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VACUUM INDUS. POLLUTION v. UNION OIL CO.

May 2, 1991

VACUUM INDUSTRIAL POLLUTION, INC., Plaintiff,
v.
UNION OIL COMPANY OF CALIFORNIA and NATIONAL UNION FIRE INSURANCE COMPANY OF PITTSBURGH, Defendants


John A. Nordberg, United States District Judge.


The opinion of the court was delivered by: NORDBERG

JOHN A NORDBERG, UNITED STATES DISTRICT JUDGE

 Vacuum Industrial Pollution, Inc. ("VIP") brought this diversity action against Union Oil Company of California ("Union Oil") and National Union Fire Insurance Company of Pittsburgh ("National Union"), alleging breach of contract, negligence, and breach of duty of good faith. Union Oil and National Union have filed separate motions to dismiss for failure to state a claim upon which relief can be granted. For the reasons stated below, defendants' motions to dismiss are granted with prejudice.

 FACTS

 The facts pleaded in VIP's amended complaint are taken as true for the purpose of defendants' motions to dismiss. On March 1, 1984, VIP and Union Oil entered into a written purchase order regarding the cleaning of a tank containing chemical catalyst at Union Oil's Romeoville, Illinois refinery. In July, 1984, an explosion at the refinery killed eighteen Union Oil workers. Union Oil retained VIP, a professional industrial cleaning company, to clean out part of the refinery affected by the explosion. Responding to VIP's concern about the possibility of catalyst remaining in the pipe above the tank, Union Oil replied that its personnel had inspected the pipe and found no catalyst there. Union Oil then issued a safe entry permit and posted it on the tank.

 After the accident, VIP employees and representatives spent a great deal of time on related investigations, insurance disputes, and lawsuits, which interfered significantly with VIP's ongoing business in the Chicago area. Moreover, because of its connection with the fatal accident at Union Oil, VIP suffered severe financial losses in its Chicago area business -- even though it was not responsible for the conditions which resulted in the deaths of its workers. *fn1" As a result of being the contractor involved in the tragedy, VIP could no longer obtain similar work for several customers in the Chicago area whom it had served for years. Within a year and a half of the accident, VIP suffered lost profits in excess of $ 750,000, and had to close its Chicago office.

 As a further result of the accident on September 27, 1984, VIP's insurance carrier, National Union, made renewal of VIP's insurance policy available only on payment of a $ 750,000 premium for $ 1,000,000 of coverage. VIP had paid a premium of $ 31,000 for $ 500,000 of coverage before the accident. Unable to afford the new premium demanded by National Union, VIP had to purchase a claims-made policy with an unrated carrier for $ 100,000. Apart from the added expense of the new policy, VIP lost at least one major job because of inadequate insurance coverage, producing further serious economic damage to the company.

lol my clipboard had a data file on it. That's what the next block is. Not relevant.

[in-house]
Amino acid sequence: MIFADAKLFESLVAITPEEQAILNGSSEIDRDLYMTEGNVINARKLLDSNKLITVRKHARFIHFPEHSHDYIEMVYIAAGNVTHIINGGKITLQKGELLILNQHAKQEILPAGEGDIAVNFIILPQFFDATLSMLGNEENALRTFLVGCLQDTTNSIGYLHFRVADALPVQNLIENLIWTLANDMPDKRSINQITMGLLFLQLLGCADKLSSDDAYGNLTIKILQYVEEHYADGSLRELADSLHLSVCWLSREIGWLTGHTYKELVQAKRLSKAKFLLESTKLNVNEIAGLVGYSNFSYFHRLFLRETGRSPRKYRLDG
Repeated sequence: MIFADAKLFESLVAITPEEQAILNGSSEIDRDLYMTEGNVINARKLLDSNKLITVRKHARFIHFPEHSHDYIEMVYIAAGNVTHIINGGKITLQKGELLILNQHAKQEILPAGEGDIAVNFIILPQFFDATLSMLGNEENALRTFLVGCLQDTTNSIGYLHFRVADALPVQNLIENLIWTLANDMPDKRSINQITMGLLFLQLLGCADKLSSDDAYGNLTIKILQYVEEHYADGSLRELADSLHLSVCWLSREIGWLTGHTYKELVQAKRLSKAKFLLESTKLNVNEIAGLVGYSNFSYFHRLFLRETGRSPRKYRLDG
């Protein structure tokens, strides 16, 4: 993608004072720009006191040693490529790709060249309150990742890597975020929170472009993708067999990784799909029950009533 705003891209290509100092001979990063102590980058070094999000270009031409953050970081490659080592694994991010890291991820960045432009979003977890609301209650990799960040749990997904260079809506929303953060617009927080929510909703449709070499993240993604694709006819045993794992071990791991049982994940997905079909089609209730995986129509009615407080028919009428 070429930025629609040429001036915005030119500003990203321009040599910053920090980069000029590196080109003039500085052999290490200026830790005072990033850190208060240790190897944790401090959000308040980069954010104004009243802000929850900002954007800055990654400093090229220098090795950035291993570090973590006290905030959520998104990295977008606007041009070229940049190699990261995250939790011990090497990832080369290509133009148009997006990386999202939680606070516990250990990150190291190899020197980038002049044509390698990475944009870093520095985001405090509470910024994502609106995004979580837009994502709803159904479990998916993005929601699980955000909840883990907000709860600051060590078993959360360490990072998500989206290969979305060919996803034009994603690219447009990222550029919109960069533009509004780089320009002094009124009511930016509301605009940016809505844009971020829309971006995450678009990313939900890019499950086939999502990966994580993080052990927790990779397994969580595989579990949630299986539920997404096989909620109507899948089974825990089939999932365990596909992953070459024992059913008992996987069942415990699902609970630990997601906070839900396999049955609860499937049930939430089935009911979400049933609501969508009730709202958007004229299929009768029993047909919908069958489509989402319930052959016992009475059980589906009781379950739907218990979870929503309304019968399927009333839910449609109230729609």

National Union also played a culpable role in VIP's difficulties, according to VIP. On March 1, 1984, VIP and National Union entered into a contract whereby National Union provided $ 500,000 of coverage for $ 31,542 paid in premiums by VIP. In its contract with Union Oil, VIP had agreed to be responsible for Union Oil's defense of any claims arising out of its performance under the contract. On October 4, 1984, Union Oil sent a letter to VIP's insurance agent, Frank B. Hall & Co., demanding insurance coverage for all liabilities arising from the accident of September 27, 1984. VIP forwarded the request to National Union.

 National Union "apparently" failed to investigate whether insurance coverage should be provided to Union Oil, despite a provision in the purchase order between VIP and Union Oil which allowed for refusal of coverage upon Union Oil's sole negligence. Am. Complaint, para. 24. National Union also failed to ascertain a conflict of interest between VIP and Union Oil. National Union retained attorneys to represent Union Oil in one or more lawsuits filed by families of deceased VIP employees. These attorneys contacted VIP, falsely representing themselves as attorneys for VIP, and obtained confidential reports and information which they later used against VIP in at least one trial to obtain an inexpensive settlement.

 National Union failed to offer VIP an opportunity to obtain independent counsel based on a conflict of interest between the two insureds. Instead, when apprised of the conflict, National Union retained Henry Gurion to represent VIP. Gurion, however, had a close relationship and had been formerly employed with Purcell & Wardrope, the firm selected by National Union to represent Union Oil. Gurion now works directly for National Union's adjustment company. Gurion failed to consult with VIP, and failed to appear at the trial where VIP witnesses were extensively questioned "in a hostile manner." Am. Complaint, para. 8.

 By virtue of the foregoing, VIP alleges that Union Oil breached its contract with VIP, and also acted negligently. VIP further charges National Union with breach of contract, and with breach of duty of good faith.

 DISCUSSION

 I. Union Oil Motion to ...


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